- People will respect and like you more because you have shown that you care about them and what they have to say.
- You’ll be better informed, because when you actively listen, you learn more.
- You’ll be better able to get things done, because you’ll understand how to motivate people when you pay attention to what they’re really saying – and thinking.
- People will listen to what you’re saying, because they realize that you have made them feel important – and they will want to please you.
- Things You Should Know
What Poor Listeners Do
Why We Listen Poorly
How to Listen Better
Studies conducted at the former Sperry Corporation uncovered these keys to good listening:
Listen for ideas, not just for facts. When you listen only for facts, you may not grasp the ideas or themes of the speaker. Here are some questions you might ask yourself when listening:
- Why am I being told this information?
- What does it lead to?
- If that’s true, what does it prove?
Judge what the speaker says, not how it is said. Don’t let the speaker’s delivery get in the way of your understanding the message. Ignore any peculiar mannerisms or speaking problems the speaker may exhibit.
Be optimistic when you listen. Try to find something of interest in the subject no matter how dry it may seem at first. Open your mind and try to find out what attracted the speaker to the subject.
Don’t jump to conclusions. Don’t listen to the beginning of a sentence and try to fill in the rest. Wait and keep listening. Clear your head of your own ideas and listen to those of the speaker.
Be a flexible listener when you’re taking notes. Determine as soon as possible how the speaker puts forth his or her ideas, and gear your note-taking style to the speaker’s style. Example: Ask yourself, “Is the speaker concise or does he or she take a while to make a point?”
Concentrate. Remain relaxed but attentive. But don’t become tense, or you’ll make any distractions more pronounced. Your best bet: Try to remove as many distractions as possible. One way: When going to a meeting, get there early and sit up front where there will be fewer distractions.
Remember that you can think at least four times as fast as someone can talk. This means that your thoughts will race ahead of the speaker’s words – and you can become so detached that you’ll have a hard time catching up with what was said. To stay on track, try to summarize what was said, or interpret the speaker’s ideas, or evaluate the speaker’s logic. You’ll have time to do these things because your thoughts move so swiftly.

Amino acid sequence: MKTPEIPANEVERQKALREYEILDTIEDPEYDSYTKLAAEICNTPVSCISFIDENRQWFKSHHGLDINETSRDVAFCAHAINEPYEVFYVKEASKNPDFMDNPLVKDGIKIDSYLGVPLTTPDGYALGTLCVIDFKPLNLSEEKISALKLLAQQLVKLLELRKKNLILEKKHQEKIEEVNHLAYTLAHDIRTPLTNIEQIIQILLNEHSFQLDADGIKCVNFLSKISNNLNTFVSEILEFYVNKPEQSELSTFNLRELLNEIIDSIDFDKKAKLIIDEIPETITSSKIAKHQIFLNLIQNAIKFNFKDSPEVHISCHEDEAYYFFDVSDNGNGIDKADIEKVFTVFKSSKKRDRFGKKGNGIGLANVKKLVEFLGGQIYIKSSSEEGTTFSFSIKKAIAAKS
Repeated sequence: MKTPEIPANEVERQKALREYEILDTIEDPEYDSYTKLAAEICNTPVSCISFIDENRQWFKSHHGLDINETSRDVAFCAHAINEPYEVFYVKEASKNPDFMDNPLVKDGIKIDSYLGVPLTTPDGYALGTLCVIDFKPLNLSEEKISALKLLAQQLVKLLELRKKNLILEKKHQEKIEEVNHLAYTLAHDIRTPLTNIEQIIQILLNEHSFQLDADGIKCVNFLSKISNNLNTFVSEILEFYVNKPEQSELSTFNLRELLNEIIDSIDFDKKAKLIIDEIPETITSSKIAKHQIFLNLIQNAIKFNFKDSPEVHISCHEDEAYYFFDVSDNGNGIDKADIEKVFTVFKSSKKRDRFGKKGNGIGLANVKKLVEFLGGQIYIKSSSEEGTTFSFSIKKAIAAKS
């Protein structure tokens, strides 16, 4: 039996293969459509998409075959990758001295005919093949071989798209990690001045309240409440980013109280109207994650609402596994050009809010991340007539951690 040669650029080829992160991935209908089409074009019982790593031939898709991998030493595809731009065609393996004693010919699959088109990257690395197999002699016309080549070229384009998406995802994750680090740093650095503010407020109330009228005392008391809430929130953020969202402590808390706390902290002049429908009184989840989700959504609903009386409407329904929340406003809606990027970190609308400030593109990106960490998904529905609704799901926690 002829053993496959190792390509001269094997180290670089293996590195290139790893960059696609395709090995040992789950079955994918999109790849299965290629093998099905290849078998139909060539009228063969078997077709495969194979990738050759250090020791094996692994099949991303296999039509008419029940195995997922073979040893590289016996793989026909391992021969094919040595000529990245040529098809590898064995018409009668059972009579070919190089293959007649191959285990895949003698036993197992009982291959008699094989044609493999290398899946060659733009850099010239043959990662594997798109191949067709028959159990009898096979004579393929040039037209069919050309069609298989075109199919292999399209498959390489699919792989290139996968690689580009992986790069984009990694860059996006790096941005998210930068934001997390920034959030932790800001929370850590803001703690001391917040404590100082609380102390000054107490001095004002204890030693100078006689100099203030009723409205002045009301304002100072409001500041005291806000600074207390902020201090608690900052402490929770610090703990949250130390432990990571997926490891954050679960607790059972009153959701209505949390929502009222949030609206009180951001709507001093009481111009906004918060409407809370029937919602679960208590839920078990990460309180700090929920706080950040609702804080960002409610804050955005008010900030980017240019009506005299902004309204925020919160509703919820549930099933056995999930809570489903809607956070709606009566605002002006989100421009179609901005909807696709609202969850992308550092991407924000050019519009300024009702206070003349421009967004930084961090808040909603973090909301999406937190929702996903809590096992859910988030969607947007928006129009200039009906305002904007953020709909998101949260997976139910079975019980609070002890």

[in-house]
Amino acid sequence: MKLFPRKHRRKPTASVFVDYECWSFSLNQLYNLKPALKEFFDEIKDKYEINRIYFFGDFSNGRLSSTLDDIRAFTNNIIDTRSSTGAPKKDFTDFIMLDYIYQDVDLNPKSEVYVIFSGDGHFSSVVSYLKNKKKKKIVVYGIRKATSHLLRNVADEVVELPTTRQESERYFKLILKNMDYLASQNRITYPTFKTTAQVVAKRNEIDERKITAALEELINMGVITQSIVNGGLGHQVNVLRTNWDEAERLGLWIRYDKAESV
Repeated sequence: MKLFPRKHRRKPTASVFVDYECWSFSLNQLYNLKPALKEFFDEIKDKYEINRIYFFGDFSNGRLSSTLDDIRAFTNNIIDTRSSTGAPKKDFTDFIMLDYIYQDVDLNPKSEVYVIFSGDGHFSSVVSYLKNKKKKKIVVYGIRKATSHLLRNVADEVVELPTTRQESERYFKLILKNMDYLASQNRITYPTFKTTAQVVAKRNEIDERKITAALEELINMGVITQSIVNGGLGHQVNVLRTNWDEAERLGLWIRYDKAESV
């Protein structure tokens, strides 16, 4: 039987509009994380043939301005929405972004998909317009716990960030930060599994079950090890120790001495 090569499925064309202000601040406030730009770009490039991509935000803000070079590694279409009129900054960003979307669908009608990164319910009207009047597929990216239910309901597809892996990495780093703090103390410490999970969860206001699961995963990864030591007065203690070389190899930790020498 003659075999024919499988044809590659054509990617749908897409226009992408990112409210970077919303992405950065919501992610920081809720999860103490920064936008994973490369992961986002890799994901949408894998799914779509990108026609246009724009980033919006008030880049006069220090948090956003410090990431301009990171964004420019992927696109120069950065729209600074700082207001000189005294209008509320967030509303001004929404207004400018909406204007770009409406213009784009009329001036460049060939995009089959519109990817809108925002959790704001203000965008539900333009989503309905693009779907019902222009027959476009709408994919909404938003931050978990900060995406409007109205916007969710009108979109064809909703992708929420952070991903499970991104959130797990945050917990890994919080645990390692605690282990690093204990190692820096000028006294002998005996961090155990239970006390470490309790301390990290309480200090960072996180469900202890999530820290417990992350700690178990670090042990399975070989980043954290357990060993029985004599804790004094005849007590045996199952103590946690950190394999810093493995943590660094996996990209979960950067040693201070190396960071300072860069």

Work at listening. try to listen alertly and enthusiastically. Strive to “be alive.” How: Respond to the speaker by giving feedback. examples: Come up with an appropriate comment, smile if appropriate, summarize what the speaker has just said.
Keep your mind open – and restrain your emotions. Don’t be distracted by strong words that offend you. Train yourself to note the presence of emotional words – but to let them pass without an emotional reaction on your part. Work on interpreting and evaluating what the speaker is saying.
Practice mental exercises. Use every opportunity to sharpen your listening skills. Work on your attitude. And practice, practice, practice.
A Few More Tips
- Try these two valuable tips, which will help you develop rapport with the speaker. They were suggested by Joseph De Veto in The Interpersonal Communication Book (Harper & Row).
- Accept the speaker’s feelings. Show that you have empathy for the person and his or her problems. For example, you might offer a comment, such as “You must have felt terrible when he corrected you in front of others.” This will help you become a partner in the communication transaction.
- Ask questions to let the speaker know you are paying attention to him or her. People realize you’re listening to them when you ask a question, wait for an answer, and follow up with a related question.
AIM to Listen
- A – Attention. Don’t fake paying attention. If the person is important enough to listen to, then try to resist distractions.
- I – Interest. Try to maintain interest even if you don’t think the topic or person is interesting. Tell yourself that the content might prove useful to you someday.
- M – Motivation. Try to motivate yourself by going over all the reasons you should pay attention. Be sure to list motives that offer you the greatest benefits.
Reprinted with permission from Communication Briefings ( http://www.communicationbriefings.com/)
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